An [H]-like site for laptops?

SamuraiInBlack

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Oct 10, 2003
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Sorry if this question has been asked before. Nothing relevant came up in the searches I did.

Is there any site that really puts laptops through the gauntlet like [H] did?

There's a couple sites I did find but the articles are frustrating to read. There's really no set way they review the laptops. Each review seems like it was written by a different person and they don't cover all the bases on it or even really go in depth on performance. And the layout also equally feels just as disorganized.
 

harmattan

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There's probably one or two others, but the only site I'm aware of that really seems to go deep on laptops is NotebookCheck.
Notebookcheck is a great resource, and has grown from a small German-based outfit to essentially the end all be-all enthusiast site for laptops (and other mobile tech). I remember having to get German friends to help me translate their reviews back in the day before Google translate was prevalent... Their benchmarks aren't as in depth as desktop sites on GPU performance e.g. they rely heavily on synthetics and simple game test runs, but nonetheless, they cover a huge gamut of stuff. Other aspects of their testing e.g. cooling and display tests are second to none.

The site is run by two brothers and is one of the few remaining independent, quality, objective text-based reviewers out there (so, similar to former [H] in that respect).
 

Aurelius

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Mar 22, 2003
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You might also want to look at Just Josh on YouTube. He reviews laptops beyond just the specs to include the harder-to-quantify things like build quality, noise, keyboard and trackpad feel, that sort of thing. He will consider performance, of course, but he's an antidote to the "specs are all that matter" crowd that would have you buy a very fast but shoddily made system.
 

schizrade

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There is a lot of shilling and fanboying with laptops. The Reddit crowd is 1000% focused on the spec sheet, and then cry when their spec'd out shit build machines shit the bed.
 
Joined
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You might also want to look at Just Josh on YouTube. He reviews laptops beyond just the specs to include the harder-to-quantify things like build quality, noise, keyboard and trackpad feel, that sort of thing. He will consider performance, of course, but he's an antidote to the "specs are all that matter" crowd that would have you buy a very fast but shoddily made system.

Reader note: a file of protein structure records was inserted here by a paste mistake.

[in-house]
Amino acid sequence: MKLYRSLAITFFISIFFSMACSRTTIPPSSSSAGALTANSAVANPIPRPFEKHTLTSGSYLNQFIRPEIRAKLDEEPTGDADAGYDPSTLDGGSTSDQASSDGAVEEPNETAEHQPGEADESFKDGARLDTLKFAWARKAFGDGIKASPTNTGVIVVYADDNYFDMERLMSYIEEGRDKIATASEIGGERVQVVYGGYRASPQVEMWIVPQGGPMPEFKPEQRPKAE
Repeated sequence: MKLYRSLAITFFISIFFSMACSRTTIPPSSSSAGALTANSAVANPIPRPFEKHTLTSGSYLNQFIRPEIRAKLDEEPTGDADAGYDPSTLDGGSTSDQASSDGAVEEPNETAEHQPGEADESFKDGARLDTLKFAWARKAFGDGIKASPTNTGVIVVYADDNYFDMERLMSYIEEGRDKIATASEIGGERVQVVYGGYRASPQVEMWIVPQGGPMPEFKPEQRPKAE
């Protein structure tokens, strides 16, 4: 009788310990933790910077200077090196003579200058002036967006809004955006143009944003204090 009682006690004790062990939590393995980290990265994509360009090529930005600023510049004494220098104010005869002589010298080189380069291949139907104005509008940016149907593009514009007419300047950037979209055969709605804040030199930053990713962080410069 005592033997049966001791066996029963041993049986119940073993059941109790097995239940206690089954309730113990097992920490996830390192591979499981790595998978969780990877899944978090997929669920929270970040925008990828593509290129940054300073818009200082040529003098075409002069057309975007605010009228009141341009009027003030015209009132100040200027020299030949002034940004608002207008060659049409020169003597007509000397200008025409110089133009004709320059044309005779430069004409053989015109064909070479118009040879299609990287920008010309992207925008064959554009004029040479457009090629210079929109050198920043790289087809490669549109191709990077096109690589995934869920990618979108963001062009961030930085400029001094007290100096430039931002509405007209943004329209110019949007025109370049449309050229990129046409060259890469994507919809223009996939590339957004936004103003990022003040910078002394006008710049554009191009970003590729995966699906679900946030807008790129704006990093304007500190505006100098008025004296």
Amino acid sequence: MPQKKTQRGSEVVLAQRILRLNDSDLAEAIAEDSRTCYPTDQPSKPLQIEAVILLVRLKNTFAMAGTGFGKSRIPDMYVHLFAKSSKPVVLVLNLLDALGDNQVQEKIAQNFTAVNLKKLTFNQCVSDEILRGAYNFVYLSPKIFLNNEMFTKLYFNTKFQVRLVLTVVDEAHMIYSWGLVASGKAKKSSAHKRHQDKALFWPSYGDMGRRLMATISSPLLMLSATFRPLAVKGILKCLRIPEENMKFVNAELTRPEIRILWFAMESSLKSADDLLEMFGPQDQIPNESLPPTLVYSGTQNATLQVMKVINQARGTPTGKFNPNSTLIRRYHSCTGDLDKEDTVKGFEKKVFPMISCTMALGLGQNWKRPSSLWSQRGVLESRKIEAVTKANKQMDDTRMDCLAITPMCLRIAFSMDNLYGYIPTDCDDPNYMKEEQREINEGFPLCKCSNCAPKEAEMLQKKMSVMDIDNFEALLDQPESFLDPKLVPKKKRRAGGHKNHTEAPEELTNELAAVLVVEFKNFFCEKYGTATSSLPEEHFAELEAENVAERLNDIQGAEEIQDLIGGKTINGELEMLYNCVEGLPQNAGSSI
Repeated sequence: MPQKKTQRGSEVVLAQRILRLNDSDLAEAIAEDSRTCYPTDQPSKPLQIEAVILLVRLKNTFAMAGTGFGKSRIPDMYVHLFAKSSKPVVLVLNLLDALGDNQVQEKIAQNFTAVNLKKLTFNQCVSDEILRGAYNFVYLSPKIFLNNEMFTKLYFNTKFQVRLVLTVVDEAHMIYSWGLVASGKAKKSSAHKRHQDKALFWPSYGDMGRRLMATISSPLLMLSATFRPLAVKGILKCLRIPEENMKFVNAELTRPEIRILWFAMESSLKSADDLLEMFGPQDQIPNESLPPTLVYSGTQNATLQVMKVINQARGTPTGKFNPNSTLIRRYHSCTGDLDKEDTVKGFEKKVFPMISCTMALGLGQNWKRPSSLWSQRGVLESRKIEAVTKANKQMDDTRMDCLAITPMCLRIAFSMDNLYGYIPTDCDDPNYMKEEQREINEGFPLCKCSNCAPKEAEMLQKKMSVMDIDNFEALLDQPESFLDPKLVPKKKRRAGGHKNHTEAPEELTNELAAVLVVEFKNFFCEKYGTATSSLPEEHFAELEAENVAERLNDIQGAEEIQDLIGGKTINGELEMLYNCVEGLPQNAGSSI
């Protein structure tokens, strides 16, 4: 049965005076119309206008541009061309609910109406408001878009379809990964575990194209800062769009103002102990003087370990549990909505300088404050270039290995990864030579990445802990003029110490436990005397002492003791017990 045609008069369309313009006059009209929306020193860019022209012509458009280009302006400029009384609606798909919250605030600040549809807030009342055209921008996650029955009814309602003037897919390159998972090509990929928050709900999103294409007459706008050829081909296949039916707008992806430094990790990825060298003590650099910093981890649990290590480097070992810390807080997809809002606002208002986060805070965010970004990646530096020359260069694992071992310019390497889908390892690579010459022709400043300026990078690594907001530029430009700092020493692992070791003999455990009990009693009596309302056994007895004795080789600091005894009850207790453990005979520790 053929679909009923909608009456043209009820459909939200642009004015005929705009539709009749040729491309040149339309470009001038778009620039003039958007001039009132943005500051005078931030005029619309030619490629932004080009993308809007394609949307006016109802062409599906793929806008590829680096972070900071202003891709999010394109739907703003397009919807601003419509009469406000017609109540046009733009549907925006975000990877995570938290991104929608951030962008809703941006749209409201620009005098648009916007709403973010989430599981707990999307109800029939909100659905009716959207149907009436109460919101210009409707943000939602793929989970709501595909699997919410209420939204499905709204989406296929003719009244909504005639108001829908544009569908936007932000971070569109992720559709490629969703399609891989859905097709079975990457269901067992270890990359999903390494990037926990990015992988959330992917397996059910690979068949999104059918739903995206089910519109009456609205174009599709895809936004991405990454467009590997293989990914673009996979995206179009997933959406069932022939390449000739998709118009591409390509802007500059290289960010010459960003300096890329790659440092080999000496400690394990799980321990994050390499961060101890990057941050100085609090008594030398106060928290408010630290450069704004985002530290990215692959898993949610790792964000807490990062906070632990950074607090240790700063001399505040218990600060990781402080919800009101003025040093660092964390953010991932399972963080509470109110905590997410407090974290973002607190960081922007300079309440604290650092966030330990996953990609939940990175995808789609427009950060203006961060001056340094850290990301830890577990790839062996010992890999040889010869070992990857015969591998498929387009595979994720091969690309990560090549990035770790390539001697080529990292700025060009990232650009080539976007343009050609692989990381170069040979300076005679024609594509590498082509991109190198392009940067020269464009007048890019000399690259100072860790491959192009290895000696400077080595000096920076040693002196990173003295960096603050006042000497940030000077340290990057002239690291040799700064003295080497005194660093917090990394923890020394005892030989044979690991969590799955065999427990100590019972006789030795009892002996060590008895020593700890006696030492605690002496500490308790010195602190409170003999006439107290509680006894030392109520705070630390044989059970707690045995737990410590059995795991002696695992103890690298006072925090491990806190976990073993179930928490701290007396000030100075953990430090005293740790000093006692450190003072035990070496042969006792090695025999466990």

This guy is exactly the sort of reviewer I needed to know about a year ago, that's for sure.

Context: I got an HP OMEN X 2S at the local Micro Center for under $1,200 open-box. i7-9750H, RTX 2070 Max-Q, two SO-DIMM slots, two NVMe M.2 2280 slots, IPS 1080p 144 Hz G-SYNC main panel with another 1080p IPS 60 Hz touchscreen beneath, decent keyboard, discrete mouse buttons on the trackpad (only Apple does buttonless trackpads right), and build quality... honestly, I thought I got a great deal, all things considered.

Right up until I heard the speakers clipping easily at max volume (they're bad, but not Fujitsu T901/T902-level atrocious) and found out how putting Thermal Grizzly Conductonaut liquid metal on the CPU from the factory did nothing for the system's crappy thermals. Damn thing overheats like a Jeep with the AMC 4.0L in a Southern summer, and then I get to deal with intermittent framedrops when trying to play more demanding games like Doom 2016/Eternal.

Combine randomly throttled framerate with a really toasty underside, and I'm just really underwhelmed because this gaming laptop can't even do its job properly. I gotta find some kind of crazy cooling pad with a bunch of fans to try and make it usable for anything other than light gaming.

Also note that I'm a bit picky about keyboards and trackpads myself. Ideally, I'd have a TrackPoint-type mouse in the middle of the keyboard, but that's mostly exclusive to business-class laptops with their own share of setbacks, like 60 Hz panels (and sometimes abnormally atrocious TN panels like whatever HP used for ZBook 15 G2s) and BIOS/UEFI whitelists for certain components.

Josh is right - buying a laptop shouldn't have to still suck in 2021, and we shouldn't have to compromise on the less apparent things like build quality, comfort (good built-in input devices and thermals kept in check), speakers that don't suck, gaming/mobile workstation laptops that don't throttle hard under full load on both the CPU and GPU combined, etc. Good on him for pushing the industry to do more than just stuff Intel, AMD and NVIDIA's latest into yet another fancy clamshell package.
 

Aurelius

2[H]4U
Joined
Mar 22, 2003
Messages
3,464
This guy is exactly the sort of reviewer I needed to know about a year ago, that's for sure.

Context: I got an HP OMEN X 2S at the local Micro Center for under $1,200 open-box. i7-9750H, RTX 2070 Max-Q, two SO-DIMM slots, two NVMe M.2 2280 slots, IPS 1080p 144 Hz G-SYNC main panel with another 1080p IPS 60 Hz touchscreen beneath, decent keyboard, discrete mouse buttons on the trackpad (only Apple does buttonless trackpads right), and build quality... honestly, I thought I got a great deal, all things considered.

Right up until I heard the speakers clipping easily at max volume (they're bad, but not Fujitsu T901/T902-level atrocious) and found out how putting Thermal Grizzly Conductonaut liquid metal on the CPU from the factory did nothing for the system's crappy thermals. Damn thing overheats like a Jeep with the AMC 4.0L in a Southern summer, and then I get to deal with intermittent framedrops when trying to play more demanding games like Doom 2016/Eternal.